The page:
Connecting and Engaging
December 11, 2020
School of Engineering
Okanagan (Kelowna, BC)
Postdoctoral Fellowship, Simon Fraser University
Postdoctoral Fellowship, University of Victoria
PhD, Electrical Engineering, Simon Fraser University
Master of Applied Science, Electrical Engineering, Simon Fraser University
Bachelor of Applied Science, Electrical Engineering, Simon Fraser University
Salmon Arm, BC
“[Reconciliation] isn’t the sort of process that happens overnight, it takes time, and real compassion from all involved. I’m privileged to serve and play a small role in this change.”
THE IDEA OF INDIGENIZING THE ENGINEERING PROFESSION and curriculum is a popular theme on university campuses across North America, but for Associate Professor Ian Foulds, the concept is personal. Foulds, a UBC Okanagan Principal’s Research Chair (Tier 1) in Indigenous Reconciliation in Engineering, is passionate about teaching students how to engage and consult with Indigenous communities in engineering contexts.
As an engineer and member of the Métis Nation British Columbia, Foulds understands the importance of connecting engineers and aspiring engineers with Indigenous peoples and culture.
“The Truth and Reconciliation Commission had a set of key calls to action for how professionals should be trained, and although engineers are not specifically mentioned, we see these calls as equally applying to our profession. Engineers interface with and directly impact Indigenous communities through infrastructure and economic development projects. So, building student capacity for intercultural understanding, empathy and mutual respect is critical for our profession to contribute to reconciliation.”
In his role as a Principal’s Research Chair, Foulds is developing a framework to prepare engineers for engagement with Indigenous communities. This includes developing models and best practices for incorporating Indigenous knowledge and perspectives into engineering curriculums, promoting engineering to Indigenous students and establishing a multi-institution hub within BC for Indigenous reconciliation in engineering.
Combining all these initiatives is no small feat, but Foulds sees the importance of this cultural shift.
“These changes won’t happen overnight, but I’m proud of our progress to date,” says Foulds. “UBCO and the School of Engineering have been pushing forward in the area of Indigenizing engineering education and we’ve seen gains, but we have really only begun.”
TWO PASSIONS IN ENGINEERING
As an electrical engineering researcher, Foulds uncovers innovations within the field of microfabrication related to micro-electromechanical systems (MEMS) and microfluidics. He leads the Electromechanical Microsystems & Polymer Integration Research (EMPIRe) Group, which develops MEMS, microfluidic systems and the techniques to build them.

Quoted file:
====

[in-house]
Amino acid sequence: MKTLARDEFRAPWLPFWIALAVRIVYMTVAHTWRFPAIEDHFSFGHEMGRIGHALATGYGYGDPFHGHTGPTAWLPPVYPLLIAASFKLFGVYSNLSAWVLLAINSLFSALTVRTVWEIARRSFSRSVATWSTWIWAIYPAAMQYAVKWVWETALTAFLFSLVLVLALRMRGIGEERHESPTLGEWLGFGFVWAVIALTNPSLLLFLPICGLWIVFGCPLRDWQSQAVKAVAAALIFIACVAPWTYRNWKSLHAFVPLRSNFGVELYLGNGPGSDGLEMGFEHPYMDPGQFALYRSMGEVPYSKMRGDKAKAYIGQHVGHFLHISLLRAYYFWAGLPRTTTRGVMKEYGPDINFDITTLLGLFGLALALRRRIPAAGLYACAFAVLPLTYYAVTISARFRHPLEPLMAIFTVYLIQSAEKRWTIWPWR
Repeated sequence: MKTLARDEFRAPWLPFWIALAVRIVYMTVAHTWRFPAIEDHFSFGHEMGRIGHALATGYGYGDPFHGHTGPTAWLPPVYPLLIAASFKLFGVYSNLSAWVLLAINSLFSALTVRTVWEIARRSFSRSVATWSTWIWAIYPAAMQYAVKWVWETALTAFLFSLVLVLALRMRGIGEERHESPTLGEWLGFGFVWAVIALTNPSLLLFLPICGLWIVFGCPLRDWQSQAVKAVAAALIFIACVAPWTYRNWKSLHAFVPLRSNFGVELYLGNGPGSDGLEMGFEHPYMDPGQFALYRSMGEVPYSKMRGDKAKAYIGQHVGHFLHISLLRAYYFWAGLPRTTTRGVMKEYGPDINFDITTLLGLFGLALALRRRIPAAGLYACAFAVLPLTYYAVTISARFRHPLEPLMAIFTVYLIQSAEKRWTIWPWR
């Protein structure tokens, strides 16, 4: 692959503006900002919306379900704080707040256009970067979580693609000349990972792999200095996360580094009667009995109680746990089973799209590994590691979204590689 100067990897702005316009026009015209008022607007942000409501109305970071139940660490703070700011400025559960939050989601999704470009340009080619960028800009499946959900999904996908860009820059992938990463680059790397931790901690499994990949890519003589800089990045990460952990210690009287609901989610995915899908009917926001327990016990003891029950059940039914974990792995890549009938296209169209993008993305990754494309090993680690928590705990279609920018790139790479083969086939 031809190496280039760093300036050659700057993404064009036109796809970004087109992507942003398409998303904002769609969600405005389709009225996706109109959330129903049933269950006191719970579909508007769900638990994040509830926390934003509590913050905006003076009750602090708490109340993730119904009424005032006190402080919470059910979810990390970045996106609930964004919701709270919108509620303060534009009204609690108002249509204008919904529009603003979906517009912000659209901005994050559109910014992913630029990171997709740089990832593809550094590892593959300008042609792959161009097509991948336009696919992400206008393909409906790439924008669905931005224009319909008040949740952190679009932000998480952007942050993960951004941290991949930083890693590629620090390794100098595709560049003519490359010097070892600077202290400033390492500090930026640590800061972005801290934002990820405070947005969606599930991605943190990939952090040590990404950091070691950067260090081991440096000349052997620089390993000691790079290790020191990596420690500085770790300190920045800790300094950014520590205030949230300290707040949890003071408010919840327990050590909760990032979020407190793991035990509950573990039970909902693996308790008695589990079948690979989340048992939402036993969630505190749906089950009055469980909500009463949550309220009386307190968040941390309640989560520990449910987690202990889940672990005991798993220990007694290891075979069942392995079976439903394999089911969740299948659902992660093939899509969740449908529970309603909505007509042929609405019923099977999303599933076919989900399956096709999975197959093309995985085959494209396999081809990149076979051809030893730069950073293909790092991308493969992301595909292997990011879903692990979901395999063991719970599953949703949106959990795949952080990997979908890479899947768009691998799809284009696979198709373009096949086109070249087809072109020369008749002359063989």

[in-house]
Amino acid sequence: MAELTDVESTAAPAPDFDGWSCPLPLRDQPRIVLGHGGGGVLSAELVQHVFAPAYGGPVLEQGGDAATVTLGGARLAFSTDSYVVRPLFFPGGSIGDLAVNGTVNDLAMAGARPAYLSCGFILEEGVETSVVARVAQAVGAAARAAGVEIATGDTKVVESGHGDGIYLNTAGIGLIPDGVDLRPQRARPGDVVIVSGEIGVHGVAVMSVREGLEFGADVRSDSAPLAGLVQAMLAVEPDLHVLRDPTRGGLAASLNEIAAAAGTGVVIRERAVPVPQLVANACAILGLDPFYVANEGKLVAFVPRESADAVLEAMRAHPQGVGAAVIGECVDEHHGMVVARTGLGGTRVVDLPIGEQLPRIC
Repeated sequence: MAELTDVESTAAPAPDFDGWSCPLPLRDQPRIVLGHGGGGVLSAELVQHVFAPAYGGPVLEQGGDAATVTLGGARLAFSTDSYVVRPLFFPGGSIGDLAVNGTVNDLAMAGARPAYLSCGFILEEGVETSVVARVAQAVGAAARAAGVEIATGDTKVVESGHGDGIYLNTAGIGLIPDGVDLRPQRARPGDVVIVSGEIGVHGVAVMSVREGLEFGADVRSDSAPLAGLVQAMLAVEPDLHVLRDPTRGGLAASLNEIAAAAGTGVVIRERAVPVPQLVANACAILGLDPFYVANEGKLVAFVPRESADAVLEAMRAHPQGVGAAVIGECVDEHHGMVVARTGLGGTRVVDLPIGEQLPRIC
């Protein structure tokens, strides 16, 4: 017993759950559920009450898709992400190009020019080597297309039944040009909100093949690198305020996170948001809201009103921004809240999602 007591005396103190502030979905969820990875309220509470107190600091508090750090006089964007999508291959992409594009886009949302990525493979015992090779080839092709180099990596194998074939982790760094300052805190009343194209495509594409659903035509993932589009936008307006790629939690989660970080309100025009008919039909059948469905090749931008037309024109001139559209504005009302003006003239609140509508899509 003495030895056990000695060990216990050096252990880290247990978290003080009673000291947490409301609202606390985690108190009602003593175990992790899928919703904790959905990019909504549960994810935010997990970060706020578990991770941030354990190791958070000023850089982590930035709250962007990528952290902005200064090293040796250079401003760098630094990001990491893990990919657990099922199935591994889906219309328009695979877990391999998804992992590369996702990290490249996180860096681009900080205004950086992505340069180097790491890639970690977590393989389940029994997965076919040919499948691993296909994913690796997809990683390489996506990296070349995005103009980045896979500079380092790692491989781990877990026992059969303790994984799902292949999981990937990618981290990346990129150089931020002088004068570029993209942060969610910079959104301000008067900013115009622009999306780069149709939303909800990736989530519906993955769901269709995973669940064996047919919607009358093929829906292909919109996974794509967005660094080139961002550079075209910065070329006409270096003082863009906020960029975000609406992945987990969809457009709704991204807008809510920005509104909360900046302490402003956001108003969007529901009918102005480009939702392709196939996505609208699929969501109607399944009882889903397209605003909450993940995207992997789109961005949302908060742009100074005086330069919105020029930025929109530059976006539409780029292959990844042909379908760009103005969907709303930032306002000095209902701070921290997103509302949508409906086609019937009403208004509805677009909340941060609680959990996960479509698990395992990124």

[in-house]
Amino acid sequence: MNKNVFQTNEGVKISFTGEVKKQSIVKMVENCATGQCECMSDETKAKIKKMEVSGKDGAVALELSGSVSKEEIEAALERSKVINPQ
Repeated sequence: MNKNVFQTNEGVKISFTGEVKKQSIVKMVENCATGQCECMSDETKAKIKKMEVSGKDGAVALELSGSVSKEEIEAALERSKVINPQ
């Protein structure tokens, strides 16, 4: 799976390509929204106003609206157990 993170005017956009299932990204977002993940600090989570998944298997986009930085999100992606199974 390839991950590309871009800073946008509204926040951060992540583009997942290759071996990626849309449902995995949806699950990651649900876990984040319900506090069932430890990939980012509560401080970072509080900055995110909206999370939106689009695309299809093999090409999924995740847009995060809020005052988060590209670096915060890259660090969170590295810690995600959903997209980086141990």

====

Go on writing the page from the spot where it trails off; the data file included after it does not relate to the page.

The group’s goal is to shrink sensors and eventually conduct chemical and biological analysis in a miniaturized format. These ‘labs-on-a-chip’ can produce results with greater sensitivity, more accuracy and better information. EMPIRe is also working on projects like massive parallelization for chemical/pharmaceutical production, biomarker detection and implantable drug delivery.
The recipient of a Governor General’s Gold Medal for outstanding academic achievement in his doctoral program, Foulds has also completed a Natural Sciences and Engineering Research Council postdoctoral fellowship at the University of Victoria working on a cell arraying device. Prior to joining UBCO, he was a founding faculty member in electrical engineering at King Abdullah University of Science and Technology in Saudi Arabia, a graduate-only research university on the shores of the Red Sea.
In 2018, Foulds and Assistant Professor of Teaching Jannik Eikenaar received a UBC Okanagan Aspire Learning and Teaching initiative award to support curriculum change, innovate teaching practices and make learning environment enhancements through Indigenous-focused modules, as envisioned by the campus’ strategic plan.
As a result, Foulds has been leading an initiative at the School of Engineering to meticulously review its curriculum to identify areas where it can indigenize content and delivery. This includes presenting ‘Indigenous minutes’ at faculty council meetings to help faculty members learn material they were never taught themselves — an approach everyone has embraced.
After several years of development, the school is also launching an online intercultural communication module-based program that addresses issues of diversity, empathy and racism. The program tracks participants and provides badges to those who successfully complete the course.
“This isn’t the sort of process that happens overnight; it takes time and real compassion from all involved. I’m privileged to serve and play a small role in this change,” Foulds says.